New Performance Wrap-up: Show Pony, Providence and Wake Less

Wake Less
Wake Less

You want us to do what? [by James Wenley]

Show Pony
Show Pony

Show Pony asks you to get naked. Providence asks for a pash. And Wake Less asks you to dinner… among other things.  

Three shows where the normal ‘rules’ don’t apply. Three shows where the audience is an important part of the performance. Three shows that made up for one intense, beguiling, perplexing, invigorating, weird and wonderful night at The New Performance Festival.

I’m writing about all three of together as there were some interesting conversations going on between them. All three were two-handers, in the sense that there were mostly two performers onstage, whose interaction and relationships were important. But these relationships are complicated by the role of the audience within the performance. Our normal theatre contract – we watch, they perform – is waived. In these shows, spectators become participants. Wake Less warns: “As an audience member at a Binge Culture performance, you can expect to be included. You might be questioned, teased, looked in the eye or invited to save a pod of whales.” Are you brave enough?

This isn’t anything *new* of course – the spectre of the ‘passive’ audience member has long been challenged. Actors will tell you the mood of an audience (different each night) has a direct influence on their performances. A lot of theorising and experimenting went on in the 20th Century for instance, from names like Brecht, Artaud and Grotowski about just what the role of the audience might be and should be. Grotowski saw the very essence of theatre to be the actor and the spectator, with theatre being “what happens between them they are united – theatre is their rapport with each other”. Those moments of being ‘united’ are what I live for in theatre – think of moments when audiences collectively take an in-breath, caught up in the drama.  But often, we do in the darkness, in the comfort of our seats. We like being there. There’s often a definite cringe factor involved when the lights come up and asked to participate. Sometimes there’s a brave soul who leaps at the chance, but if the audience member doesn’t want to be there, it’s uncomfortable for all. It’s interesting to see how these three shows then invite participation – do they create a rapport? Are we united?

Immediately front and centre (and generally all over the stage) of Show Pony are its creators and performers Alexa Wilson and Nisha Madhan. Loosely exploring obsession with celebrity culture, the show is mutual love-fest between the two performers (and their many fans in the audience). At the top of the show they introduce each other to the audience over and over again, each rushing out to take their ‘entrance’ down the staircase with a self-mocking air. They are a great match; Alexa is a stunning creative creature, ‘famous’ for using her naked body in her performance work. Nisha, a fabulous actress, (who can do a great ‘Beyonce’) is famous for being on Shortland Street. Introductions, and dancing done, they settle on the couch for a chat show talk about their life and work. An audience member, who they know by name, is asked to hold up different signs with instructions for us, and we bark, boo and do Mexican waves. There’s a clear division here – the audience actions are often at odds with what’s happening onstage. The audience ‘volunteer’ is made to sit down for upstaging the performers.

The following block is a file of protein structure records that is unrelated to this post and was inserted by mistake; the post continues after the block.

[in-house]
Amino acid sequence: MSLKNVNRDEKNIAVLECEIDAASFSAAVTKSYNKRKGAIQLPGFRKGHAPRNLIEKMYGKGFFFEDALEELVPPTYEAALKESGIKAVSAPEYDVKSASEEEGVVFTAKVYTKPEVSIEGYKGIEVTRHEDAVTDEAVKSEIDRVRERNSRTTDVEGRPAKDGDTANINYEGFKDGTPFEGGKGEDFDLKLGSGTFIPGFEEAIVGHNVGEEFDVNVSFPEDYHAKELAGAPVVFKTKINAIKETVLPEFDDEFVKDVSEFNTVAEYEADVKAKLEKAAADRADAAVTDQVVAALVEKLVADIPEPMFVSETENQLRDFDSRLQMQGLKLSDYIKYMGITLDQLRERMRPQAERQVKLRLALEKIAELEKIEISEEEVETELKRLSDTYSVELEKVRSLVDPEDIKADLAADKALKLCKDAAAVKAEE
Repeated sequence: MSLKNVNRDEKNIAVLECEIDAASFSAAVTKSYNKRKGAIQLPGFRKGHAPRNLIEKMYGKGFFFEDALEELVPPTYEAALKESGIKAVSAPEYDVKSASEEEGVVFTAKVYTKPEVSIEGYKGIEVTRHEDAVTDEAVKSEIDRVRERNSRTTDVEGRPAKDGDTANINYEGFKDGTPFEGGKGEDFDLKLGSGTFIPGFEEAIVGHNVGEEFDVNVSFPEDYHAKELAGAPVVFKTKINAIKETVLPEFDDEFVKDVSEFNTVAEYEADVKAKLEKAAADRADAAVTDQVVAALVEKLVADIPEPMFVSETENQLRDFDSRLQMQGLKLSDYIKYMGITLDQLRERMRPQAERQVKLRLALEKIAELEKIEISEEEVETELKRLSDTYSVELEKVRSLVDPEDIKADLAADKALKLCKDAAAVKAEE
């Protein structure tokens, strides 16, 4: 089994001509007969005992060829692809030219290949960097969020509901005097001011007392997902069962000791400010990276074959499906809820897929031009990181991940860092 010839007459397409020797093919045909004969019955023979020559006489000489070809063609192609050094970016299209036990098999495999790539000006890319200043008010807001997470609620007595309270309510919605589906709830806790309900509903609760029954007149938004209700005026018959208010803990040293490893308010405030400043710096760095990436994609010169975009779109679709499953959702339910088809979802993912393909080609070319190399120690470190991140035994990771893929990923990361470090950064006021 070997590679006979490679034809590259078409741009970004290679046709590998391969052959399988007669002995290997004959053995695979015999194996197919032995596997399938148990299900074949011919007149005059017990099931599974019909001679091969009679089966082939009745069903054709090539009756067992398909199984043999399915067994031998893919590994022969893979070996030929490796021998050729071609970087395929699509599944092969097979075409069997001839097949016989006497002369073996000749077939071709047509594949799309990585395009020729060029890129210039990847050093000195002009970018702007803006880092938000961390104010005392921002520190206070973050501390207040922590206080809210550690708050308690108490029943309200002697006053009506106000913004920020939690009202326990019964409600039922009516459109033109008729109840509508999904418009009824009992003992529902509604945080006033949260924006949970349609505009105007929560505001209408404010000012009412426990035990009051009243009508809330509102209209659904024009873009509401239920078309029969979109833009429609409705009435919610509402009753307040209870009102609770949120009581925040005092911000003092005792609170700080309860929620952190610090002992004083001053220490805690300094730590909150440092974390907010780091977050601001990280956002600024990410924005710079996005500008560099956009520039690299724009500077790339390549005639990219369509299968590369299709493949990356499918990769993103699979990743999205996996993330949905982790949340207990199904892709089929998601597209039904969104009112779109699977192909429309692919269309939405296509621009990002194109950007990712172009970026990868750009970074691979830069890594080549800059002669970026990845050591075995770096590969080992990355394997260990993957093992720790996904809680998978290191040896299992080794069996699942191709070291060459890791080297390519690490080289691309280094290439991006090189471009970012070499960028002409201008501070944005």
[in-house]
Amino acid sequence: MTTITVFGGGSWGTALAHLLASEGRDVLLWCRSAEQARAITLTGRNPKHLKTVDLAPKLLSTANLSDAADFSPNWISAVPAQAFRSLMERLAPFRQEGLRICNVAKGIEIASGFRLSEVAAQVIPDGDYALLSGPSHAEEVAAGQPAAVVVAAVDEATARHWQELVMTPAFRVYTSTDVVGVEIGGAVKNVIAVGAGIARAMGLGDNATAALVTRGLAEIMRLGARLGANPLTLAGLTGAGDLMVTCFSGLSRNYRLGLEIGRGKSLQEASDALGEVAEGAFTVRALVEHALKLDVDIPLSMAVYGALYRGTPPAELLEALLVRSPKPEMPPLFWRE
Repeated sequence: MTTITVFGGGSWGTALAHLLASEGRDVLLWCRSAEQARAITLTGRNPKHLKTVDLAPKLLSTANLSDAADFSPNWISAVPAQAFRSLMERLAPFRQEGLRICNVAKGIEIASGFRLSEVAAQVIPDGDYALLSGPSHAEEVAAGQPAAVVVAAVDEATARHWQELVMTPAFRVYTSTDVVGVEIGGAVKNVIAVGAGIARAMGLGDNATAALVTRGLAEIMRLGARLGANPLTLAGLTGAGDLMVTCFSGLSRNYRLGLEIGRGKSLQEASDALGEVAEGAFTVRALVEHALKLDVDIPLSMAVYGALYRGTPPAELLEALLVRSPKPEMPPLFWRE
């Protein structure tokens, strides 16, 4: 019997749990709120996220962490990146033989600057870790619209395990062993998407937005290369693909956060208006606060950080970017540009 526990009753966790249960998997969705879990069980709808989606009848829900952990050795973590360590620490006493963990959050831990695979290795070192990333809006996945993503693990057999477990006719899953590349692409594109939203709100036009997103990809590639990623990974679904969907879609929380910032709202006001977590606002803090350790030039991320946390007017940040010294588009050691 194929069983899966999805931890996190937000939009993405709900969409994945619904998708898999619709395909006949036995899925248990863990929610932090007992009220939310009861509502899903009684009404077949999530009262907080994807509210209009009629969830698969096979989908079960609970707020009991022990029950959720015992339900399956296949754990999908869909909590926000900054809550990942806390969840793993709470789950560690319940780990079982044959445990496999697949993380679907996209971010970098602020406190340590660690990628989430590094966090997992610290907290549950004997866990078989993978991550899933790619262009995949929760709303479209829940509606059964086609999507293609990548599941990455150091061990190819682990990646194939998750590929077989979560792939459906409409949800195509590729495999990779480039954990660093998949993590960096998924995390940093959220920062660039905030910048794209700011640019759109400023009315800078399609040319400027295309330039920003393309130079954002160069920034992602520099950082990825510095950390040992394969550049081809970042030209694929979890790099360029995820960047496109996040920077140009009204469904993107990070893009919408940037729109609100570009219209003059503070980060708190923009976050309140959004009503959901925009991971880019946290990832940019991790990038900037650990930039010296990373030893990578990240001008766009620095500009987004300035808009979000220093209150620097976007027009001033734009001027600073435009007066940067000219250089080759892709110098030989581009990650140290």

They get to discussing Alexa’s body of work, or rather her body in work. She says she feels hidden when naked onstage – we are not looking at her, but her body. It’s an interesting area of discourse that is returned to throughout the work. Nisha is challenged to ‘play’ Alexa and re-enact dance work Rainbow Warrior 2011, in which Alexa appeared naked, painted like a rainbow. The actual work, which appeared in Love Me at Galatos, was a powerful piece – but here it’s confusing, especially for my friend seeing it without context. This section, like most of the initial part of the show, has an ‘in-side joke’ exclusive feel, as if designed for those ‘in the know’ (of which, there were many).

The show begins to go down some interesting wider avenues; the pot plant (ubiquitous in chat shows) begins to communicate and give instructions to the performers. They take a break, Nisha sitting amongst the audience, Alexa going up the stairs and back down with a person she had found at the bar. One male audience member is called up, and has a John Key mask placed on him, and then a Gorrilla mask. He sits passively as Alexa and Nisha do a politically and erotically charged dance and seduction takes towards him. Social Media narcissim gets a go-over, and they end by answering telepathic questions from the audience.

The celebrity obsession and vacuousness of our culture is a premise dripping with potential, and I would have liked to seen further exploration of this theme. There’s much play with the audience, and people the performers personally know are called out too, a recognition of us, but the performers dominate. There’s a rapport, but it’s mostly one way. We are there as medium for them to perform.

At one point, Nisha and Alexa ask for an audience member to come up and get naked. The audience looks horribly uncomfortable. They look us over, they hold up shirts we can win as prizes. We look down, pull back in our seats. The moment passes. They probably never expected anyone to do it – but what would if someone had?

A beautifully simple, and quite unexpected moment, is the bopping of balloons between performer and audience, a demonstration, perhaps, of the give and take of the performance event.

Providence
Providence

We’re heartily invited by the actors into the next space for Providence, which is covered with cardboard boxes and paper. The Actress identifies herself as Tamsin, and begins to tell us a story. Her fellow performer (Ken) busies himself amongst the cardboard, collecting and making things. I find her story difficult to grasp and follow (it does include some interesting commentary on the right way to punch someone). The two take turns to monologuise, before, like Show Pony, saying they are going on a break. The actors, however, leave us completely, opening the doors to the world outside and disappearing. We are left to our own devices. My friend takes this moment to ask me, if I met an Alien, how I would describe the difference between a cat and a dog. Other people wait silently. What’s going on?